London Becomes Least Affordable City In The UK

30 November 2016

We have recently been reporting on the status of London’s housing situation, with the expensive price tags of properties propelling the capital at the top of the heap of the most priciest location to live in the United Kingdom; and so, the Telegraph has highlighted in a recent article on their website that London has indeed become the least affordable city out of Britain.


It mentions that the affordability in the capital has reached a new record low, with house prices being up 14.2 times higher than the average salary. This happens to be double the UK’s average ratio, and according to the property investment research firm Hometrack, the average has shot up by 86% due to increasing house prices since 2009, outperforming the growth of salaries by a wide margin. Other cities have reported a similar difference in their house prices to salary growth ratio, with Cambridge, Oxford and Bristol all recording a rise exceeding the national average, as well as it being higher than the average of their respective cities over the last 12 years. Hometrack also noted that most other UK cities have a house-to-earnings ratio that matches up with the long-run average, meaning that there is room left for potential price growth.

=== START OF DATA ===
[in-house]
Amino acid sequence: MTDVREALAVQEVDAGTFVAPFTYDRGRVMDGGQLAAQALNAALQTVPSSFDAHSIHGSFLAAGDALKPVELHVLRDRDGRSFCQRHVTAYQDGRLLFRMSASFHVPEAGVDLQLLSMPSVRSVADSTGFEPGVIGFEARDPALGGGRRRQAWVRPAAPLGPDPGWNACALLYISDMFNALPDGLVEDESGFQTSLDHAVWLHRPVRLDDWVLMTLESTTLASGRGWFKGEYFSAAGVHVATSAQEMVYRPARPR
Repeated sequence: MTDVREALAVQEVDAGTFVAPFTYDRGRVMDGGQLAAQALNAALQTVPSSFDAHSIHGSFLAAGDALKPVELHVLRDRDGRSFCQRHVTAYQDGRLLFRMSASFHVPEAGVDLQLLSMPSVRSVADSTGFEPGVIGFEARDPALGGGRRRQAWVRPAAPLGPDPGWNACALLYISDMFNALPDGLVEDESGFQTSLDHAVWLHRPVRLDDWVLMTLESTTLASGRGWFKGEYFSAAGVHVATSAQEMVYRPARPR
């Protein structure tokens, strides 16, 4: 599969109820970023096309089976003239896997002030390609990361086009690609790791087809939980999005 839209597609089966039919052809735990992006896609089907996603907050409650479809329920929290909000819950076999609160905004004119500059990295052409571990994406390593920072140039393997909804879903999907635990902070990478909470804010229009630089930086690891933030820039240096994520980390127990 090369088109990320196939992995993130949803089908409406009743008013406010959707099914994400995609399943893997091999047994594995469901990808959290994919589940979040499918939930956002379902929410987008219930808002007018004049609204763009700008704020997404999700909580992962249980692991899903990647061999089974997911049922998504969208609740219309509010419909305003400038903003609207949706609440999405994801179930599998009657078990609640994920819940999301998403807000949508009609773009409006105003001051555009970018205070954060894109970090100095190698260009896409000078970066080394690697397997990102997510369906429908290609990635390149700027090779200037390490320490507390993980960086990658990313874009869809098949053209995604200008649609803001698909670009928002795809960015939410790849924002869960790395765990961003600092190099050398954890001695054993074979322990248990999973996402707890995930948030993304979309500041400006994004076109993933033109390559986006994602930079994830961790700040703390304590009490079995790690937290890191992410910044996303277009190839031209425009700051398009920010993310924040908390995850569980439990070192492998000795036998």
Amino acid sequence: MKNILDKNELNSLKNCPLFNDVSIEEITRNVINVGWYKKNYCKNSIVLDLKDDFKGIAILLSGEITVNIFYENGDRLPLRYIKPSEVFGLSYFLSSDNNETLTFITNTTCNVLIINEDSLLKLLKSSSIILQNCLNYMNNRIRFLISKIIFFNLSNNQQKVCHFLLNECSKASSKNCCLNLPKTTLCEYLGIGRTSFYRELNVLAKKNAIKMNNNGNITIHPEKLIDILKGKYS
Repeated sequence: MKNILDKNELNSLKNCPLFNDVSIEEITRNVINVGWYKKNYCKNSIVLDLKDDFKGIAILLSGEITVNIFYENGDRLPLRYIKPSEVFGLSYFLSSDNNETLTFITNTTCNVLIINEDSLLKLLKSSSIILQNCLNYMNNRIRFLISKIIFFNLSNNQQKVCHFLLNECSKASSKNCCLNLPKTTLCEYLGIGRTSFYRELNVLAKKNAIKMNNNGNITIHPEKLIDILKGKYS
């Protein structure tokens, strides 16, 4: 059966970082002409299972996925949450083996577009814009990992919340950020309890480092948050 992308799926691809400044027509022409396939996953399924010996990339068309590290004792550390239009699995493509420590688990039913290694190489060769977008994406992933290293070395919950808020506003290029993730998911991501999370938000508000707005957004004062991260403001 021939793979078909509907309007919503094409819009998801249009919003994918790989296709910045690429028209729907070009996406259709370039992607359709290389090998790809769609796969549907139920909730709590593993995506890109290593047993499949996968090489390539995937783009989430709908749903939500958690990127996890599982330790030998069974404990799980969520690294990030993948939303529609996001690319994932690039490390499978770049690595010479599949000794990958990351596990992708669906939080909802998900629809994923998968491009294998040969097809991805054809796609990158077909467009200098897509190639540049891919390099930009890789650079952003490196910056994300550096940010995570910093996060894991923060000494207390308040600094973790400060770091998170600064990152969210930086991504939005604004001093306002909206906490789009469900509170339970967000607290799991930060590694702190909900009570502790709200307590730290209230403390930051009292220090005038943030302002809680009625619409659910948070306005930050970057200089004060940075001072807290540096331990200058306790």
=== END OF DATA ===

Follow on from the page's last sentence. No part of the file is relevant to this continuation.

Cities such as Glasgow, Liverpool and Newcastle have ratios that are purportedly below the average spanning the last 12 years – 4.8 times the average salary or below. This may be due in part to the prices in these cities not bouncing back from their lowest point as far back as 2009, when the financial crash occurred. Sheffield had an 18% increase in house prices since the post-downturn low. The report from Hometrack also documented in their cities index that the house prices in the biggest 20 cities increased 8.4% in a year from October 2015 to this October, with Bristol recording the highest level of house price growth at 10.6%. The article goes on to mention that despite this, the Midlands and the north of England are hotspots where high levels of house price growth are found, wherein affordability is not constraining inflation.

Even though London’s house prices growth has continued to catapult, its annual growth has slowed by a rate of 9%, the lowest it has reached in 3 years, and experts predict it will fall further next year as a result of the changes to the stamp duty and the lack of affordability. House prices in Central London have not grown at all in the past year. In order to afford a property in London, it seems people will have to work longer hours or try to get a higher paying job. But is this trend going to help or hinder the housing crisis in future?